‘THE GIRL IN THE SPIDER’S WEB’ Trades Moodiness, Soul for Faux-Edgy Thriller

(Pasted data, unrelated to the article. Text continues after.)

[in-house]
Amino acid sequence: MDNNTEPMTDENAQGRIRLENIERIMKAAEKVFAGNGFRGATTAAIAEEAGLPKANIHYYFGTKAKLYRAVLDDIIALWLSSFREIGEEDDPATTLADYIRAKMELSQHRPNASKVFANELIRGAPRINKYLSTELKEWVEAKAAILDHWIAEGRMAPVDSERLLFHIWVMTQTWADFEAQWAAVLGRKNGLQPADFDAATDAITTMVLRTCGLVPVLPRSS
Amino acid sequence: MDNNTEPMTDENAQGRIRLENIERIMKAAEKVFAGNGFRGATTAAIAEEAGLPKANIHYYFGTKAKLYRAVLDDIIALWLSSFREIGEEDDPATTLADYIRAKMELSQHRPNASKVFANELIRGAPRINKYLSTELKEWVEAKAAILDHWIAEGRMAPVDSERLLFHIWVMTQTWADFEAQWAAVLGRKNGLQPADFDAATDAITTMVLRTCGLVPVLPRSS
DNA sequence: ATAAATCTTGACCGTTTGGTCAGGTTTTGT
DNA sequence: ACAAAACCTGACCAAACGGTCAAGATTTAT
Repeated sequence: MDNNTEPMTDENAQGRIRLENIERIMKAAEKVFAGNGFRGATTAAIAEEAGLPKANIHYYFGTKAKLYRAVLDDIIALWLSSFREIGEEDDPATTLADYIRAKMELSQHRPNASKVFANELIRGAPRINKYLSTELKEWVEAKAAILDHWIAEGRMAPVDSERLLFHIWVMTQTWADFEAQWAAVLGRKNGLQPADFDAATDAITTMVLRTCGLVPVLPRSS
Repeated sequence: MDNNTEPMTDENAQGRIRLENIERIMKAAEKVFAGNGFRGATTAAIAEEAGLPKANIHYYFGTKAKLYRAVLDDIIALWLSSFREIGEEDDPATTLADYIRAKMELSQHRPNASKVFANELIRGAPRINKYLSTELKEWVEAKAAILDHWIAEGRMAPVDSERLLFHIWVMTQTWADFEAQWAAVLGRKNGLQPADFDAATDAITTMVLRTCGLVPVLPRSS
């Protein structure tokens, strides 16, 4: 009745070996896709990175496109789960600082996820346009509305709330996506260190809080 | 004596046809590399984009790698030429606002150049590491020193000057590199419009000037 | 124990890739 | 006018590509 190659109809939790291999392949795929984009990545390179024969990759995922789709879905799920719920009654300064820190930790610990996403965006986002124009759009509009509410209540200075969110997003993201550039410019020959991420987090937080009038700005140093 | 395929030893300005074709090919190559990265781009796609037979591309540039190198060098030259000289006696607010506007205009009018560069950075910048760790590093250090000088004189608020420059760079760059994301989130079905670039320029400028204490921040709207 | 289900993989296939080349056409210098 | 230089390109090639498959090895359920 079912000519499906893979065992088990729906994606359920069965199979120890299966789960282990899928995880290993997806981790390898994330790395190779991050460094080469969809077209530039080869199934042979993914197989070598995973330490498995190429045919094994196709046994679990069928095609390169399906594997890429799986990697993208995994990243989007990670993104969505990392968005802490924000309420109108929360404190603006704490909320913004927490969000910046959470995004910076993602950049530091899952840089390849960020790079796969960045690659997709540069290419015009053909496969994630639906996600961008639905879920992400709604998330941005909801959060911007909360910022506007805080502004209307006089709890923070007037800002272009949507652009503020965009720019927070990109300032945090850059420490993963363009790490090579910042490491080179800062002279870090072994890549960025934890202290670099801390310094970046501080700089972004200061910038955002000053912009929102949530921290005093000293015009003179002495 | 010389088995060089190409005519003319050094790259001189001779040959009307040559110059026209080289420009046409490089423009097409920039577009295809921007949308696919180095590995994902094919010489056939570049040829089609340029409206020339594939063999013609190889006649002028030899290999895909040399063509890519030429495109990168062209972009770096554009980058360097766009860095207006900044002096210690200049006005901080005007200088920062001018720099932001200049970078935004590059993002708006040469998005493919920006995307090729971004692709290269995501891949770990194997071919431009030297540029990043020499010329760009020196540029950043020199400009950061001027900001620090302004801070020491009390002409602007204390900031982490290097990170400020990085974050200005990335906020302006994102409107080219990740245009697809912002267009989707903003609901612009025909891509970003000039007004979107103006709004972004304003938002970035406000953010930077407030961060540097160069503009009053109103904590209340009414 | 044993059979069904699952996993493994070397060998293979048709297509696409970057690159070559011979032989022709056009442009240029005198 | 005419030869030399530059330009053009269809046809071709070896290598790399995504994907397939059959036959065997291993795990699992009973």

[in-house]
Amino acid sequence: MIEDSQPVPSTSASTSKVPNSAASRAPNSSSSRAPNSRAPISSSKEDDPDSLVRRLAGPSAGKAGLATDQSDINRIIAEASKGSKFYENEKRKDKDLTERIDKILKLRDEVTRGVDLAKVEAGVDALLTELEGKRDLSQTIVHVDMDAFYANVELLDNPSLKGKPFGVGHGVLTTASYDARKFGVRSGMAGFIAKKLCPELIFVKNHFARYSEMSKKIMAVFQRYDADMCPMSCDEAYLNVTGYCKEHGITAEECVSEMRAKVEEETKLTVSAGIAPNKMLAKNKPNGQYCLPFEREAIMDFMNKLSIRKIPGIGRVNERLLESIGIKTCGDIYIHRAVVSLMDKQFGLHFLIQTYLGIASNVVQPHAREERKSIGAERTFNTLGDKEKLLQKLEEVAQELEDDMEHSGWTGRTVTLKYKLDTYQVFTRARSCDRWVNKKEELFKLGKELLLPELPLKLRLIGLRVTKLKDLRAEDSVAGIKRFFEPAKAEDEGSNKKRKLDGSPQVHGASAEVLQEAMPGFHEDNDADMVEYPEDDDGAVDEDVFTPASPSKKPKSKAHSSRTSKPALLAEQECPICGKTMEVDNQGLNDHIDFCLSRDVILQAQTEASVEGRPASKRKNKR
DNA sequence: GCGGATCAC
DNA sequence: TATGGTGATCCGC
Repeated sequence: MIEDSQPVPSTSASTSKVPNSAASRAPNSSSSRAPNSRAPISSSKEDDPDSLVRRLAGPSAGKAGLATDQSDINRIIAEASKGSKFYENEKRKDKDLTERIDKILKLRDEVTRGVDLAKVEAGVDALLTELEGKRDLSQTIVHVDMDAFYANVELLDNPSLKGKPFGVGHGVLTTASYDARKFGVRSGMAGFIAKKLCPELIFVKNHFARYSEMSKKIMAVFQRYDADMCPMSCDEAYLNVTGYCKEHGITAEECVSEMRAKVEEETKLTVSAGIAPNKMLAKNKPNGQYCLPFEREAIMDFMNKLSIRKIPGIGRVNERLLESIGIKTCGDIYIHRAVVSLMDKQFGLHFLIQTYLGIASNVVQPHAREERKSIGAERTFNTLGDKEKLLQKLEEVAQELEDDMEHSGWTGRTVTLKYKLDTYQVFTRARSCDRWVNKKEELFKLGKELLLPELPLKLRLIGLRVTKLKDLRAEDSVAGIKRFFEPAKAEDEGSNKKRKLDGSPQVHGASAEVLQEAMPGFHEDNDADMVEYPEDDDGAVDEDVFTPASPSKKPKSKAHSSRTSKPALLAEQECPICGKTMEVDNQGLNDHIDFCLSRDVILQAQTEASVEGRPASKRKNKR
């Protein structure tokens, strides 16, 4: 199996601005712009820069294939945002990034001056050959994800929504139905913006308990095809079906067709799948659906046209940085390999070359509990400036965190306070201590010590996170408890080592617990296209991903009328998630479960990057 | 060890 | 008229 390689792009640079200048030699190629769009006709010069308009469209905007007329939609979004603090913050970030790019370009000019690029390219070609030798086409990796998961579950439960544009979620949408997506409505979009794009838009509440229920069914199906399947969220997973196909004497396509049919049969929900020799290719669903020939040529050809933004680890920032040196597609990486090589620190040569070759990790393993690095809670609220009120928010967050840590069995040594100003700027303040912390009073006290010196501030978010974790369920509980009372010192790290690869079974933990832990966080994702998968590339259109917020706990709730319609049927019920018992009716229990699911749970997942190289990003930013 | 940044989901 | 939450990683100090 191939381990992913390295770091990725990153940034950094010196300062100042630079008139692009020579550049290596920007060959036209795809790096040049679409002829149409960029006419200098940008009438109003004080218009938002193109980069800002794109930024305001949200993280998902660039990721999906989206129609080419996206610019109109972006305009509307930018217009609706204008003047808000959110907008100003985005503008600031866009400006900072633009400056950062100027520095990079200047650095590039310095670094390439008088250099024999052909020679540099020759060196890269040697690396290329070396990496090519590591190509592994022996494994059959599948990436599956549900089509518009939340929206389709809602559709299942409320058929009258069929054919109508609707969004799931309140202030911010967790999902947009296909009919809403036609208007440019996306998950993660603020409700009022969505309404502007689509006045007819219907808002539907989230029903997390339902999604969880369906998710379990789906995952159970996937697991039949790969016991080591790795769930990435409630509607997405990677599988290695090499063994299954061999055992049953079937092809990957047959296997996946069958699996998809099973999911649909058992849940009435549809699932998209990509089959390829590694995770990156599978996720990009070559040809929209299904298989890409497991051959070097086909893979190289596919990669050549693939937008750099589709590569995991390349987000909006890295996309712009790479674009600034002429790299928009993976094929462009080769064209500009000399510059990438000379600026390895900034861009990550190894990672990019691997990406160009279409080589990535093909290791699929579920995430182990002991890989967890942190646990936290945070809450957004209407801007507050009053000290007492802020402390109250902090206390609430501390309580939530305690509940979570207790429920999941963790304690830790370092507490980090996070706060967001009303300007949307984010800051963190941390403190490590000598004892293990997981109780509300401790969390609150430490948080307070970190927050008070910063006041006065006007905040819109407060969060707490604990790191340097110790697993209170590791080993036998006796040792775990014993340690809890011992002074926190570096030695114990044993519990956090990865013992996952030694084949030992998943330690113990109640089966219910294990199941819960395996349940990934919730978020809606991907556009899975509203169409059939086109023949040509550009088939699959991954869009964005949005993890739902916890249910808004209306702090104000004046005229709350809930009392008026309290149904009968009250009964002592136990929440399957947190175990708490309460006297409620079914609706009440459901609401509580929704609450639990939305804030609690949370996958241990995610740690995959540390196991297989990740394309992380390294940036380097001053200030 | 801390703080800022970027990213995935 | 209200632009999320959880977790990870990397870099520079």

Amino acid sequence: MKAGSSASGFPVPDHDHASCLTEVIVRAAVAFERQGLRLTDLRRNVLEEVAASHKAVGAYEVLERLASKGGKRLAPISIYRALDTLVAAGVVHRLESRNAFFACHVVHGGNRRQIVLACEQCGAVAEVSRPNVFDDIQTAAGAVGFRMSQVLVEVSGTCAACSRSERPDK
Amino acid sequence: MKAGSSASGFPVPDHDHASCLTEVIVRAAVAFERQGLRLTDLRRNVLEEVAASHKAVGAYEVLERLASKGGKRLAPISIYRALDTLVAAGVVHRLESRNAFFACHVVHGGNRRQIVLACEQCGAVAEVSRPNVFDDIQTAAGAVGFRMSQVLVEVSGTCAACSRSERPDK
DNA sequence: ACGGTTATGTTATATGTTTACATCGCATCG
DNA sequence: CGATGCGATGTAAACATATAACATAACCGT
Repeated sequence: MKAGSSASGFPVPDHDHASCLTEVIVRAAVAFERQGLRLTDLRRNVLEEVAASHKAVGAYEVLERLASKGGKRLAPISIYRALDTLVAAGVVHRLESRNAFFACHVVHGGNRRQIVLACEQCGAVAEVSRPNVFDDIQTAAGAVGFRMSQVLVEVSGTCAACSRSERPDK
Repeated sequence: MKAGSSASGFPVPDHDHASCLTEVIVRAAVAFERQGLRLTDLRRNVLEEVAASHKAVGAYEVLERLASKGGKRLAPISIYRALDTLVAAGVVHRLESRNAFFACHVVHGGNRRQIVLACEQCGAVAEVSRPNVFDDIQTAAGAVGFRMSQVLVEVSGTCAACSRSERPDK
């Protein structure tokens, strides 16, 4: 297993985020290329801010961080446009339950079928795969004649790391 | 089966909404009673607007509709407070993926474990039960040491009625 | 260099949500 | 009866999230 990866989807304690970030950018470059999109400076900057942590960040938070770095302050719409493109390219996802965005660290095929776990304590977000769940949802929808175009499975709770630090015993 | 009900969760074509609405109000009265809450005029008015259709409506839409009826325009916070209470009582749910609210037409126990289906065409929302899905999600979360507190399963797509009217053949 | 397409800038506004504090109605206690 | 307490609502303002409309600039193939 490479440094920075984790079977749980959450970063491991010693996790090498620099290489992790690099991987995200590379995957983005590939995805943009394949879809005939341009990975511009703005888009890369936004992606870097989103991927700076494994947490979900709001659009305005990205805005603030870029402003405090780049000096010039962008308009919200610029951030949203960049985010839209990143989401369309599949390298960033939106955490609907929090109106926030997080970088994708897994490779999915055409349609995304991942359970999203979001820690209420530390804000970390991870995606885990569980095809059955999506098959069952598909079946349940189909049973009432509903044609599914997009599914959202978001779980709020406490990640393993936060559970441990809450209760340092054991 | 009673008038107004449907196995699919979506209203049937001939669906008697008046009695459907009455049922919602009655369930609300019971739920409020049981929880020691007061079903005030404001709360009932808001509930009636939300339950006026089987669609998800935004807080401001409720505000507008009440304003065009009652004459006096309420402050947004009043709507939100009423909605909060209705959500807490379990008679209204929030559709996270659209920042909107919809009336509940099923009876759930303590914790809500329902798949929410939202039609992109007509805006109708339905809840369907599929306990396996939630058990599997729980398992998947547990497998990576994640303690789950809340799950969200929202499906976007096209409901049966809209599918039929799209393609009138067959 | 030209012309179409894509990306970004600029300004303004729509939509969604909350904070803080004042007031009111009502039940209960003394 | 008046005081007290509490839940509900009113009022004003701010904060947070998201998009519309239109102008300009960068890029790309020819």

Lisbeth Salander hit a nerve in the middle-aughts. The creation of Stieg Larsson, Salander was as iconic in dress as in ideals. Garbed all in black, a tangle of leather, colorless tattoos, dark makeup, and various body mods, Salander provoked a new-age goth resurgence. She was an outsider but she also was cool in a “no fucks given” kind of way. But it was what lay beneath the facade of Salander’s dark exterior that made her a fascinating character and one worthy of frequent revisitation. Though a self-imposed social outcast, Salander found a place in society doling out vigilante justice – she hurt the men who hurt women. Her first appearance in Larsson’s “The Girl with the Dragon Tattoo” – twice adapted to film form – brimmed with righteous rage, establishing an antihero who was not to be messed with, who would administer lasting punishment, scarring the bodies of her victims with their sins. She was, in a word, hardcore. And she was cool.  Read More